A cinema in the local shopping mall (Intu Derby) offers some additional entertainment. There is also an arena on the same site as the stadium offering a variety of music, comedy and sporting events throughout the year. For those with their own transport and wanting to travel a little further, there is the East Midlands Aeropark situated adjacent to East Midlands Airport where you'll find Donnington race track.
Holiday Inn Express Pride Park and Premier Inn Derby East are within walking distance of the stadium and both offer good value accommodation. Closer to the town there are a range of other accommodations from small Bed & Breakfast lodgings to hotels. Derby is a relatively small town so if you're arriving a day before the game then a stay within this particular area is recommended giving you immediate access to the local shops, bars and restaurants.
Football in general offers a unique atmosphere when it comes to fans. Chanting and singing to encourage your team as well as displaying your dislike for the opposition's team and fans is all part and parcel of the English game.
Pride Park does not disappoint, with both sets of fans raising the noise level throughout the entire match, and showing their strong loyalty to their respective teams. This was helped by the match attended being a domestic cup fixture between two local rivals which greatly increased the level of the atmosphere.
This fixture was slightly below the average attendance of 30,000, though with it being a televised game on a cold and wet Friday evening I'm sure that affected the overall number, which on a Saturday afternoon would have probably seen a sell out. Derby appears third in the league when it comes to average attendances in the Championship which only shows off their loyal and avid support.
The crowd is loud as the teams are introduced to the stadium with both sets of fans chanting and cheering as their teams appear from the tunnel. The game is filled with chanting and singing from both sets of supporters throughout the fixture and at even more heightened levels when each team scores. The game ended 2-2 with early and late goals which kept the atmosphere lively throughout.
Fans typically stay in their seat during each 45-minute half, ensuring they do not miss the live action with a few thousand or so making their way to the concourses before the end of the half to beat the queues to the kiosks.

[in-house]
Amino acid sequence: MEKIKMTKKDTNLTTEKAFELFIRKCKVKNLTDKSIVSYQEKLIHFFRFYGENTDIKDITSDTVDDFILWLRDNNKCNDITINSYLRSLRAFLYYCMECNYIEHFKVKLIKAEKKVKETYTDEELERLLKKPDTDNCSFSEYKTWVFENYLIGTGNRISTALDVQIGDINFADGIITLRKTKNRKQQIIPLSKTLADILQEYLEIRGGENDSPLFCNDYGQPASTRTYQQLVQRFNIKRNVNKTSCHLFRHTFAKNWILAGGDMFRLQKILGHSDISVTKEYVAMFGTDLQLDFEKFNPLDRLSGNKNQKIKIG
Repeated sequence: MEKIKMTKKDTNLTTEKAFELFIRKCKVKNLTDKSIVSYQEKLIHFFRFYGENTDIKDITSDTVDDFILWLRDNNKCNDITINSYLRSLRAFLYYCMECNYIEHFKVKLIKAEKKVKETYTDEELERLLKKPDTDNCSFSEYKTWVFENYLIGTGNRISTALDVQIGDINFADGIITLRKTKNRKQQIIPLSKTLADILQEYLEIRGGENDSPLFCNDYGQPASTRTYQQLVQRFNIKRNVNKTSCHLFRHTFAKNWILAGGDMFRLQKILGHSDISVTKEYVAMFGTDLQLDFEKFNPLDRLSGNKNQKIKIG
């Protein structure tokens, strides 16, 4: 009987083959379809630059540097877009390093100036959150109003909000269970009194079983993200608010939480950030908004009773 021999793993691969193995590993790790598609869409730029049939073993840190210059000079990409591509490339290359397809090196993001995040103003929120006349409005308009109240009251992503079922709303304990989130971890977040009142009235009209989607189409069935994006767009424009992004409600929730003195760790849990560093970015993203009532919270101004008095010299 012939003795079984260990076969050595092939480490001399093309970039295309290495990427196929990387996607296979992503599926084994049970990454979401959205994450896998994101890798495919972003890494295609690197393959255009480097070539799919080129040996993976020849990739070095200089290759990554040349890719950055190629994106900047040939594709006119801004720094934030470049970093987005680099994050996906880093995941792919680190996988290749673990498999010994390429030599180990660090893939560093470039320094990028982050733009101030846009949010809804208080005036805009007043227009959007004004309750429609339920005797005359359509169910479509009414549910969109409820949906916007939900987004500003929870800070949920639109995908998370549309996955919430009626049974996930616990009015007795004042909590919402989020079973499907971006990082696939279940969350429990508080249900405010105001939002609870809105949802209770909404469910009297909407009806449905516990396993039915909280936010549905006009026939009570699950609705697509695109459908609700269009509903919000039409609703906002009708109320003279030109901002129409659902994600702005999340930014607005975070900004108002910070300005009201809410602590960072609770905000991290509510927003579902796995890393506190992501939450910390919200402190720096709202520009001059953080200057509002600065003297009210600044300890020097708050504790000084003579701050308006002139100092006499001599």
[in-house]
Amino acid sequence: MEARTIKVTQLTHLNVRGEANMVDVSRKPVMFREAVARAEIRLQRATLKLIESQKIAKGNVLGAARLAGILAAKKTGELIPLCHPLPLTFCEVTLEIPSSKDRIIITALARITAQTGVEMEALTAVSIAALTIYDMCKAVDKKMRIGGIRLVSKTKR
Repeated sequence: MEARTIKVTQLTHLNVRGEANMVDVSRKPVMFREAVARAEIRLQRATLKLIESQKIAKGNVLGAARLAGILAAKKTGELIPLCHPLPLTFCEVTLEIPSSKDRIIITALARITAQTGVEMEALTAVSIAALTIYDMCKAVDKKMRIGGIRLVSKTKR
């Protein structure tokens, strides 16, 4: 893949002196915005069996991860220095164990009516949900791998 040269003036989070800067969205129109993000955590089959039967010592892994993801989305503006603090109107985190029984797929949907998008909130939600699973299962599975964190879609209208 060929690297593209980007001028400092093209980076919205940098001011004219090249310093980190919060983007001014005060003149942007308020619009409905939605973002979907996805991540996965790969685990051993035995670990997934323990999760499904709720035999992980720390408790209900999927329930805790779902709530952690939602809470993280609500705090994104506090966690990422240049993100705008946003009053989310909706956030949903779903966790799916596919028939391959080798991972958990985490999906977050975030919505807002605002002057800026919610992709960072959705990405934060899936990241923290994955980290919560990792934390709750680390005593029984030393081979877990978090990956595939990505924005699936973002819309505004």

The stadium is within easy reach of the local airport, train station and the local motorway network as well as being located within the Midlands which provides a relatively pain free journey from anywhere in England. Transport links throughout the region are good as they are to the local cities of Leicester and Nottingham too. The train station and town centre are both within walking distances which offer good transport links to and from the local area as well as the local airport and London.
The club produces an excellent supporters' guide advising of everything you're likely to need on a match day including all relevant transport links.
I was travelling from Leicester so it was extremely useful to take advantage of the clubs 'Visiting Supporter Guide' and was able to park at the designated away fans area, just a short walk from the stadium for a cost of £5. Upon entering the stadium I was greeted by a row of stewards and police who were carrying out random body searches of supporters. It was pretty painless and although entering the stadium just 20 minutes prior to kick off it was straightforward with no queues.
I would suspect there was a much heavier presence of both police and stewards to keep both home and away supporters separate as well as being readily available to deal with incidents. You have to enter the stadium at the gate number listed on your ticket. By doing this, stadium management can evenly manage the thousands of supporters through its many turnstiles.
Seeing as you must enter the stadium via the gate listed on your ticket you do not have the option to move around the stadium therefore you are restricted to your particular section. This is even more controlled within the away support area which is a relatively small area. Typically, within football, home and away fans do not mix.
Tickets for the match were a reasonable £20 for adults, £15 for seniors and £12 for children. Since this was a cup fixture, match day prices were generally better value for money. Recently there has been a nationwide debate on football ticket prices with the 'Twenty's Plenty' campaign aimed at football clubs at all levels of the game to recognise and reward the amazing contribution of away fans by getting together to agree an across-the-board price cap on away match tickets of £20 (£15 for concessions).
Unfortunately, home game tickets are not capped and to watch Derby County you'll pay between £24 - £42. Overall, for the cost I paid of £20 for this particular fixture I felt it was fairly good value compared to League match day ticket prices. You generally find that ticket costs are lower for unsociable kick off times too, such as this one being a Friday evening kick off at 19:55. It was a very lively and competitive game so the cost reflected the experience rather well.
It's worth noting that both clubs involved in the fixture were actively involved in engaging with supporters via social media in the days leading up to the match, as were both local police forces.
I find it very useful to follow the team I am visiting on twitter in the days leading up to the fixture as well as my local police force who exchange relevant supporter info via links to relative websites for parking, places to eat and drink etc.
Overall, I was impressed with the setup at Pride Park. It is a modern stadium with a dedicated fan base. Plenty of obvious signs of commercial growth in and around the stadium are all geared up to offer a variety of match day needs for all supporters which help enhance the match day experience.
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Unit 3A, Pride Park, Derwent Parade
Derby, England DE24 8BW
Royal Way, Pride Parkway
Derby, England DE24 8JB